15.The Plaintiffs contended that the Defendant’s said Parcel 615 was neither in the original map nor the nominal list for the scheme but it was created much later with the result that it overlapped upon Parcels 90 and 91 among others. The Plaintiffs contended that the PI which the Defendant was allocated was an old colonial house which could not measure a whopping 38 acres.
16.The Plaintiffs called a private surveyor who testified as PW3 and who produced a report he prepared on 20.07.2019 on the instructions of the Plaintiffs. He testified that according to the original SFT map Parcel 90 measured 26 acres and that Parcel 615 was not in existence. However, there was a new map which showed the existence of Parcel 615 and the reduction of the acreage of Parcel 90 to 17.5 acres. He was of the opinion that a reduction of acreage could result from either subdivision or encroachment. He did not, however, attach copies of the original and two new maps referred to in his report. It also emerged during cross-examination that he did not hold a practicing certificate in 2019.
17.The Defendant, on the other hand, testified that he was lawfully allocated the PI in 1970 which was designated as Parcel 615 in the scheme and that the same measured 38 acres. It was his evidence that it was the Plaintiffs who had encroached and occupied part of Parcel 615. He testified that the owner of Parcel 90 had encroached by 12 acres whereas the owner of Parcel 91 had encroached upon it by 8 acres.
18.The Defendant relied upon the evidence of the District Surveyor – Nyandarua (PW1) and the District Land Adjudication and Settlement Officer (DLASO) (DW2) in support of his claim that the Plaintiffs were the trespassers. The Defendant relied upon the District Surveyor’s report dated 27.08.2013 which indicated that the Plaintiffs had encroached upon Parcel 615 to the extent claimed by the Defendant.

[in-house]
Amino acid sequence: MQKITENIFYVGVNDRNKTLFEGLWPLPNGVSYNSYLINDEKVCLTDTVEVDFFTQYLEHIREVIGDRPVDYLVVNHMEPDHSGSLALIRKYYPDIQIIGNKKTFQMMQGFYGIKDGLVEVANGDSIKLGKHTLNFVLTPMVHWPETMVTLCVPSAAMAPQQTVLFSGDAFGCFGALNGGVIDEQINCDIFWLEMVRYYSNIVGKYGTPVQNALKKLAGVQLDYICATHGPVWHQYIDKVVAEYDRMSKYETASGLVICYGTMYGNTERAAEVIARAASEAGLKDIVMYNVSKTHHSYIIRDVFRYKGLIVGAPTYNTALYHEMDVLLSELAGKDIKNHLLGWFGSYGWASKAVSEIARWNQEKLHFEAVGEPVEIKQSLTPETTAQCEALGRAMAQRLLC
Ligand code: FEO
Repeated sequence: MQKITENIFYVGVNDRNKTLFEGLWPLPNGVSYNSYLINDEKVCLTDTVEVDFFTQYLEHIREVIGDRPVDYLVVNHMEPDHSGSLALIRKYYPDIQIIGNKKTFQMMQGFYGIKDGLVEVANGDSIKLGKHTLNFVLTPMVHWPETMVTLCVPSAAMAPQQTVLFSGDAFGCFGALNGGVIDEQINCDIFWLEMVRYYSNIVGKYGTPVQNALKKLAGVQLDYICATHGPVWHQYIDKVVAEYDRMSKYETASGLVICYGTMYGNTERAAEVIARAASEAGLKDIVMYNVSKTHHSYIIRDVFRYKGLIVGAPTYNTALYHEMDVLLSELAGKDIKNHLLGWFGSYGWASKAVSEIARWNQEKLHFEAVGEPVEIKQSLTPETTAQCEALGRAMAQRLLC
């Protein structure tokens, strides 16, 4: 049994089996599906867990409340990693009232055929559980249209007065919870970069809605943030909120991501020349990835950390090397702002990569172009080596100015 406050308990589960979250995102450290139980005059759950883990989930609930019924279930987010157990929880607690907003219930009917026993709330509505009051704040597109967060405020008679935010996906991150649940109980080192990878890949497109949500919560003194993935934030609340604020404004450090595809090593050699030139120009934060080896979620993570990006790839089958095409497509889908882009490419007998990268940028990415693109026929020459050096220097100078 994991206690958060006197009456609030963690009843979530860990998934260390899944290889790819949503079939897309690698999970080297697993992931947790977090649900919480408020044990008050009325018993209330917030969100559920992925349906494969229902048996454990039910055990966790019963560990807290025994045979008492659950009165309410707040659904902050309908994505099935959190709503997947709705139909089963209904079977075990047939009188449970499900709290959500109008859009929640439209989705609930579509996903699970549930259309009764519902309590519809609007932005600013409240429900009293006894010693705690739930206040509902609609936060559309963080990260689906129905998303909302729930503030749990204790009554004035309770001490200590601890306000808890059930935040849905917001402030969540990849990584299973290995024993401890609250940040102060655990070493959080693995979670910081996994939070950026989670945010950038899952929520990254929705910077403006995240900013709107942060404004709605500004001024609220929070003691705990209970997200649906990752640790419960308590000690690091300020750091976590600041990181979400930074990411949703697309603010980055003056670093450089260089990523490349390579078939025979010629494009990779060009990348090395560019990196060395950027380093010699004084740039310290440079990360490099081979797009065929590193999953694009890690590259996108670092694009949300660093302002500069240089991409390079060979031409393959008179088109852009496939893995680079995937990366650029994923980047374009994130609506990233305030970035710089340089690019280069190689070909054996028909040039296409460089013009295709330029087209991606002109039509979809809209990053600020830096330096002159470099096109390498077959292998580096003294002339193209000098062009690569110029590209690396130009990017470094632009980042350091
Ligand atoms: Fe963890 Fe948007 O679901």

19.It is evident from the record that the Plaintiffs’ only evidence of the alleged trespass by the Defendant was the report by PW3 dated 20.07.2019. The said report questions the creation of Parcel 615 in the ‘new map’ and the reduction in acreage of Parcel Nos. 90 and 91. The report concluded as follows:
20.There is no evidence on record to demonstrate that any further inquiry or conclusive investigation was ever undertaken by the Plaintiffs and an expert report prepared in that regard. As indicated earlier, neither the original map for the scheme nor the new one was produced by the Plaintiffs. Moreover, the Plaintiffs’ report was not prepared by a licensed surveyor but by a Survey Assistant who had no practicing licence in 2019 when he prepared the report.
21.In the premises, the court finds no credible evidence to support the Plaintiffs’ allegation of trespass against the Defendant. The DLASO who testified as DW2 stated that the definite acreage of any land allocated by SFT only becomes known when a survey has been conducted and an area list prepared. The material on record indicates that the final area list was prepared in 1978.